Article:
Indianapolis: Imagine being wide awake, reading aloud while surgeons open your skull. Senator Ted Kennedy recently experienced a similar type of surgery.
So did a teenager who got his tumor removed from his brain.
Conor Mather-Licht is a 19-year-old boy who has a brain tumor. Although Conor had been suffering mini seizures for nearly three years, he did not realize he had a problem until last spring, when he went to dinner with friends. He couldn't read the menu
Conor said, "I felt it was different. I could sort of read it but I couldn't understand everything."
A month later, doctors diagnosed a glioma tumor located above his left ear. The growth was sometimes interfering with Conor's ability to read.
It was pressing on certain sensory nerves because his tumor was located in a very delicate area of the brain.
His doctor recommended Conor undergo an open brain surgery known as an awake craniotomy.
The doctor said that to be able to remove the tumor in the best fashion, they need to find out where those critical functions are and awake brain mapping helps them to do that.
The procedure is conducted with the patient heavily sedated but remaining conscious so doctors can map the brain.
By pressing on certain nerves and talking to the patient, the surgeon can tell what areas are sensitive and need to be avoided during surgery while actually reading Kurt Vonnegut out loud with a section of the patient’s brain completely exposed.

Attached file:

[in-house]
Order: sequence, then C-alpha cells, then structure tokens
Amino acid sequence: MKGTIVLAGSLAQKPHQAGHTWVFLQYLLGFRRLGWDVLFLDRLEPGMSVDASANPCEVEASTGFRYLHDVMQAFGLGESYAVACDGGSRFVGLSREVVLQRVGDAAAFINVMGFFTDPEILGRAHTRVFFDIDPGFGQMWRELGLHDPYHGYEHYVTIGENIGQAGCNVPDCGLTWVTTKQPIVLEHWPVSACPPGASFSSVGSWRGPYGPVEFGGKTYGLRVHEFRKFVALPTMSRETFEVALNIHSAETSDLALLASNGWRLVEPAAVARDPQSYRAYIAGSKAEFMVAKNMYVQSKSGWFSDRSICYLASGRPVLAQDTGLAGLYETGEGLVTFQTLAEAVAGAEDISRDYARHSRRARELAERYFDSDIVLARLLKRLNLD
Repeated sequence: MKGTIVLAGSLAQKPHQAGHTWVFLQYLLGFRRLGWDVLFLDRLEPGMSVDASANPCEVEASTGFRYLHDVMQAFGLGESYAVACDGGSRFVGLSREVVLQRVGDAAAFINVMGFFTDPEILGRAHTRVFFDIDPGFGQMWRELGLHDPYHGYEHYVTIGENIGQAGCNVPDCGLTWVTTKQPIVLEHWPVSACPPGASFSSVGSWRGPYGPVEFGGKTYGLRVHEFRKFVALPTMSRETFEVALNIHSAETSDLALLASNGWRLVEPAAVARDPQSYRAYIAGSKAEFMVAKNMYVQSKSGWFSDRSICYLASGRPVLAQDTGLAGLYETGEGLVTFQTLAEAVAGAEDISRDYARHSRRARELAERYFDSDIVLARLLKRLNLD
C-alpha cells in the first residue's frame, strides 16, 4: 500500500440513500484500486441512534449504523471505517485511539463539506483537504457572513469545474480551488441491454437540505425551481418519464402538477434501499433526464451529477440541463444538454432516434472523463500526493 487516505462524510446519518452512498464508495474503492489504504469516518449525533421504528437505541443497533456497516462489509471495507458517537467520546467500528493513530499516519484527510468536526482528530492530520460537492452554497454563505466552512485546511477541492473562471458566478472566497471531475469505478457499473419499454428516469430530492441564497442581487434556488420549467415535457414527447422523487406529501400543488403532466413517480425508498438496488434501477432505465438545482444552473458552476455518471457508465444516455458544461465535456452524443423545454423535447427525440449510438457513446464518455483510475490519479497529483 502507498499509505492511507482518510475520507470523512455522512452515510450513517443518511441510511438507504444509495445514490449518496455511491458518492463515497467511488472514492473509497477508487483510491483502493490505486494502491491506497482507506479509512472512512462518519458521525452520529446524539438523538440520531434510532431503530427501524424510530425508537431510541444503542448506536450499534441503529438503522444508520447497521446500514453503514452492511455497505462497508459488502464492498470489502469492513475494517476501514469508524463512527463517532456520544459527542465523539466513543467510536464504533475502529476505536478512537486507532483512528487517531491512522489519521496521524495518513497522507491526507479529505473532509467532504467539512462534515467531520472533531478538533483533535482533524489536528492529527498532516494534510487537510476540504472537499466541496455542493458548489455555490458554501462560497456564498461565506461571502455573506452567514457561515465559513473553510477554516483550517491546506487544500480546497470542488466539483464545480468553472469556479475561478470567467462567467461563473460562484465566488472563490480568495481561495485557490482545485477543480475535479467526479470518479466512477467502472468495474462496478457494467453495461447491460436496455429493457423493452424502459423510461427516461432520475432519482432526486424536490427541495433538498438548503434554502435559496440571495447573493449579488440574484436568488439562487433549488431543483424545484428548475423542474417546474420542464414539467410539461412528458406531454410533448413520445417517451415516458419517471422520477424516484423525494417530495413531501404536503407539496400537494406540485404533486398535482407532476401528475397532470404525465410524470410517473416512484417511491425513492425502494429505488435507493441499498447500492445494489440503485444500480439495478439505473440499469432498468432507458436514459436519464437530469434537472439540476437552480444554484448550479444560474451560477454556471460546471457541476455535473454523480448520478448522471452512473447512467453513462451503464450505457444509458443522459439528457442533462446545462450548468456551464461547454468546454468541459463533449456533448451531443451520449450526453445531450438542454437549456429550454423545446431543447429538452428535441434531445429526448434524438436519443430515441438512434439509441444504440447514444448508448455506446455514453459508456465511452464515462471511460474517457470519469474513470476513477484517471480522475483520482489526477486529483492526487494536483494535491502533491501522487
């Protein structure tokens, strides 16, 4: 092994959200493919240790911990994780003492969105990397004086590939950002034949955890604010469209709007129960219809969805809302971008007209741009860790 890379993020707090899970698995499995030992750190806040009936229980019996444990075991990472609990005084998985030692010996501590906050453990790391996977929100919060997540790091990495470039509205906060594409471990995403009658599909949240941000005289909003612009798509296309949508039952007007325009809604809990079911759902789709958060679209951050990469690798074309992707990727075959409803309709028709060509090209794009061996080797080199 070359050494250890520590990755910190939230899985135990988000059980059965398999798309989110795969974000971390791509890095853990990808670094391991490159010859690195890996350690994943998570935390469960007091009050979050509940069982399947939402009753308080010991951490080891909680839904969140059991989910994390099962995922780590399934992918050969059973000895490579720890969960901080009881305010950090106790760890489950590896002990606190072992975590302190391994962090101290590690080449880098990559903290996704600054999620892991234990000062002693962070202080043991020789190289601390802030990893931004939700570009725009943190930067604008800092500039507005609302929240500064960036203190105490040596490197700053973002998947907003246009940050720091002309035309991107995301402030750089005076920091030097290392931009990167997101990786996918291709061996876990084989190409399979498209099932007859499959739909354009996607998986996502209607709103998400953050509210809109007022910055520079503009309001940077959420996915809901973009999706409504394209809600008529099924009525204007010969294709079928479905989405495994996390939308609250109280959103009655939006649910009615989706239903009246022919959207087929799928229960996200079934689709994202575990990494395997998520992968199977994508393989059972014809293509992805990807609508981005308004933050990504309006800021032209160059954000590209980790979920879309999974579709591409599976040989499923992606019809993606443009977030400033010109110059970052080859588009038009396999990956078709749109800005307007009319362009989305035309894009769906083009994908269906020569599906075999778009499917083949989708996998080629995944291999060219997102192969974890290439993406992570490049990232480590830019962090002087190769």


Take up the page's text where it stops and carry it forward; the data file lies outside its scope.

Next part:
If the doctor pressed a sensitive area, Conor's reading would be affected, indicating his surgeon that it is an area to avoid.
During the process, the surgeon talks to patient say things such as ‘are you with us’ or ‘I cannot understanding what you are reading’.
Once the brain is mapped, the surgeon opens the membrane and removes the tumor while the patient is still awake.
The procedure, which lasts about five hours usually requires only a few days of recovery.
It actually took Conor about a week and a half to recover because his tumor was rather large covering a wide area.
However, when he left the hospital, he could speak and read and was making great progress and his tumor was benign.
His doctor, Dr Cohen, believes he will be able to go back to college this month with no problems.